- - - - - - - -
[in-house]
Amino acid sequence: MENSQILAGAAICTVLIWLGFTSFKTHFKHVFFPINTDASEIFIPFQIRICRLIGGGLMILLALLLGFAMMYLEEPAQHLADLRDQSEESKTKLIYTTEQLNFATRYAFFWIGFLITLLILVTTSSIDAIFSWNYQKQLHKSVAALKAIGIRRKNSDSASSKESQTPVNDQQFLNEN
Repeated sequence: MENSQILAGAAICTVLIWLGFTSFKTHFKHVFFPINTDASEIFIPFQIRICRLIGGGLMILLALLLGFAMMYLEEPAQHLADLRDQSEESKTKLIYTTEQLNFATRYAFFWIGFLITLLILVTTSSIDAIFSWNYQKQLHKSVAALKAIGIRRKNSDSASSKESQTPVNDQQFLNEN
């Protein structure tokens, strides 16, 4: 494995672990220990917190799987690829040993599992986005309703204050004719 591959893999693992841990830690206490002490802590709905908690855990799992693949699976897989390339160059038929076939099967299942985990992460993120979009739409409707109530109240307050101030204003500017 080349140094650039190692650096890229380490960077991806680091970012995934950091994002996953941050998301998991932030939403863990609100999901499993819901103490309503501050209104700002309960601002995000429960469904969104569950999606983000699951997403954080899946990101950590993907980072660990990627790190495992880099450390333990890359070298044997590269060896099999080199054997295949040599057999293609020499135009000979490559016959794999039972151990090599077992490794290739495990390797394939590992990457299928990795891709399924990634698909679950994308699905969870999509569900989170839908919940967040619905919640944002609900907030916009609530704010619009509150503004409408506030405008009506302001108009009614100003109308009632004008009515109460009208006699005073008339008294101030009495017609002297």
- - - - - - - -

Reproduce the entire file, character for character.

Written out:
[in-house]
Amino acid sequence: MENSQILAGAAICTVLIWLGFTSFKTHFKHVFFPINTDASEIFIPFQIRICRLIGGGLMILLALLLGFAMMYLEEPAQHLADLRDQSEESKTKLIYTTEQLNFATRYAFFWIGFLITLLILVTTSSIDAIFSWNYQKQLHKSVAALKAIGIRRKNSDSASSKESQTPVNDQQFLNEN
Repeated sequence: MENSQILAGAAICTVLIWLGFTSFKTHFKHVFFPINTDASEIFIPFQIRICRLIGGGLMILLALLLGFAMMYLEEPAQHLADLRDQSEESKTKLIYTTEQLNFATRYAFFWIGFLITLLILVTTSSIDAIFSWNYQKQLHKSVAALKAIGIRRKNSDSASSKESQTPVNDQQFLNEN
């Protein structure tokens, strides 16, 4: 494995672990220990917190799987690829040993599992986005309703204050004719 591959893999693992841990830690206490002490802590709905908690855990799992693949699976897989390339160059038929076939099967299942985990992460993120979009739409409707109530109240307050101030204003500017 080349140094650039190692650096890229380490960077991806680091970012995934950091994002996953941050998301998991932030939403863990609100999901499993819901103490309503501050209104700002309960601002995000429960469904969104569950999606983000699951997403954080899946990101950590993907980072660990990627790190495992880099450390333990890359070298044997590269060896099999080199054997295949040599057999293609020499135009000979490559016959794999039972151990090599077992490794290739495990390797394939590992990457299928990795891709399924990634698909679950994308699905969870999509569900989170839908919940967040619905919640944002609900907030916009609530704010619009509150503004409408506030405008009506302001108009009614100003109308009632004008009515109460009208006699005073008339008294101030009495017609002297």